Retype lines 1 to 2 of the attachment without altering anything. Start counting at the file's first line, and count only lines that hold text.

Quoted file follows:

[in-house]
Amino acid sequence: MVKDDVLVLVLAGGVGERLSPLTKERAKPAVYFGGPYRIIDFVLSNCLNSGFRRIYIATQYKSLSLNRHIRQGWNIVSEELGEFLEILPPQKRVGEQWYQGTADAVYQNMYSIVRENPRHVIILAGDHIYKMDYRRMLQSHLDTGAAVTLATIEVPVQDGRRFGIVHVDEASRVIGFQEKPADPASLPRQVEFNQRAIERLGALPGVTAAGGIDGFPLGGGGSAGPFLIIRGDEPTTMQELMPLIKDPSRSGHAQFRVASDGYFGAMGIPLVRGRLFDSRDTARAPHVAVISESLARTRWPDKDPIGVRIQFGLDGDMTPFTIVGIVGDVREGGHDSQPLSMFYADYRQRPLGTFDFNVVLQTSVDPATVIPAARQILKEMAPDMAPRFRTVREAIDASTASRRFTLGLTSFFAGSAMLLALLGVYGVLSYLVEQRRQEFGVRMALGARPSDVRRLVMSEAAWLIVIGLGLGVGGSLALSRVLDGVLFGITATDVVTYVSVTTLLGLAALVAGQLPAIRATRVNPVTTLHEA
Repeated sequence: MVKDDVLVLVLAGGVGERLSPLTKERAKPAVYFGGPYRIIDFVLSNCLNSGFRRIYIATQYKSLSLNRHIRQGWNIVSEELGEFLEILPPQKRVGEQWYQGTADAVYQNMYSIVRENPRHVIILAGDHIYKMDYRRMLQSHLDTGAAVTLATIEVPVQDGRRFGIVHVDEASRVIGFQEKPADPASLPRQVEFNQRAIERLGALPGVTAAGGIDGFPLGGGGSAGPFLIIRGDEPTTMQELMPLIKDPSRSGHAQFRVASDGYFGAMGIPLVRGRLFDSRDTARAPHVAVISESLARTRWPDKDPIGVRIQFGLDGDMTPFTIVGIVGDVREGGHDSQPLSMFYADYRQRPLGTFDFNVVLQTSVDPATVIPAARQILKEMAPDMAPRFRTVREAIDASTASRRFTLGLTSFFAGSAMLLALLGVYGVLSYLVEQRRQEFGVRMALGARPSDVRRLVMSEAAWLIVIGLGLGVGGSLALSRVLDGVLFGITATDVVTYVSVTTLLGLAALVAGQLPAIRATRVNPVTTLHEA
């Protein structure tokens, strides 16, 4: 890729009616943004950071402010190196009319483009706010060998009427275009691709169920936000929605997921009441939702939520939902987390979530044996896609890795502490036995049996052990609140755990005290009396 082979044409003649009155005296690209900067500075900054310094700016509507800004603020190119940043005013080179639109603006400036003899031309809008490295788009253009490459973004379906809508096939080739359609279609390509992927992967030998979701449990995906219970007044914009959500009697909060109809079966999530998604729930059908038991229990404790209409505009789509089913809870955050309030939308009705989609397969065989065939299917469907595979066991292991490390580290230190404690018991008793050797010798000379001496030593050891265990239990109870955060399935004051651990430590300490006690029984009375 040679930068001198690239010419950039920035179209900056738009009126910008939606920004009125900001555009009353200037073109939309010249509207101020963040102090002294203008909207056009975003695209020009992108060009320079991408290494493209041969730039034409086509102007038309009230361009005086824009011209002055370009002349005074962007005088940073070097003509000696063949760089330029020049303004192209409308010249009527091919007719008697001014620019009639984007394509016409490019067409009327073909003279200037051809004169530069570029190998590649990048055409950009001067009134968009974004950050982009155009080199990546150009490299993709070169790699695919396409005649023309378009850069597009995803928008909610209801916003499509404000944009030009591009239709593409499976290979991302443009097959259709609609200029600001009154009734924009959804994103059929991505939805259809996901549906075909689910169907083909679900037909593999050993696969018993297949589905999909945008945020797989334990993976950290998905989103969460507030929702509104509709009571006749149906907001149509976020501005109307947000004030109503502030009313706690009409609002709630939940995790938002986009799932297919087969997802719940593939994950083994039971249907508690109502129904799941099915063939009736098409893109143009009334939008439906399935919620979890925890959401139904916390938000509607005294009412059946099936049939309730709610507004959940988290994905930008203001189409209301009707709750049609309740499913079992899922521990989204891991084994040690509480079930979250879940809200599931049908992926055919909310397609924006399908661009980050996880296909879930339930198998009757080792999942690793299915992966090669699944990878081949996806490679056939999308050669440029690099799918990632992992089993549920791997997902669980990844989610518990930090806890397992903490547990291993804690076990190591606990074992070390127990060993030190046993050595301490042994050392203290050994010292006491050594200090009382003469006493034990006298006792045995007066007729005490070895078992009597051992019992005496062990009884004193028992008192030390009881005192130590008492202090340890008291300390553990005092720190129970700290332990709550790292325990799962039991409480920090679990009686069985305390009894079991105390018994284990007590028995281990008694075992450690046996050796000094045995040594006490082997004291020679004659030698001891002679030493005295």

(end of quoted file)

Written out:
[in-house]
Amino acid sequence: MVKDDVLVLVLAGGVGERLSPLTKERAKPAVYFGGPYRIIDFVLSNCLNSGFRRIYIATQYKSLSLNRHIRQGWNIVSEELGEFLEILPPQKRVGEQWYQGTADAVYQNMYSIVRENPRHVIILAGDHIYKMDYRRMLQSHLDTGAAVTLATIEVPVQDGRRFGIVHVDEASRVIGFQEKPADPASLPRQVEFNQRAIERLGALPGVTAAGGIDGFPLGGGGSAGPFLIIRGDEPTTMQELMPLIKDPSRSGHAQFRVASDGYFGAMGIPLVRGRLFDSRDTARAPHVAVISESLARTRWPDKDPIGVRIQFGLDGDMTPFTIVGIVGDVREGGHDSQPLSMFYADYRQRPLGTFDFNVVLQTSVDPATVIPAARQILKEMAPDMAPRFRTVREAIDASTASRRFTLGLTSFFAGSAMLLALLGVYGVLSYLVEQRRQEFGVRMALGARPSDVRRLVMSEAAWLIVIGLGLGVGGSLALSRVLDGVLFGITATDVVTYVSVTTLLGLAALVAGQLPAIRATRVNPVTTLHEA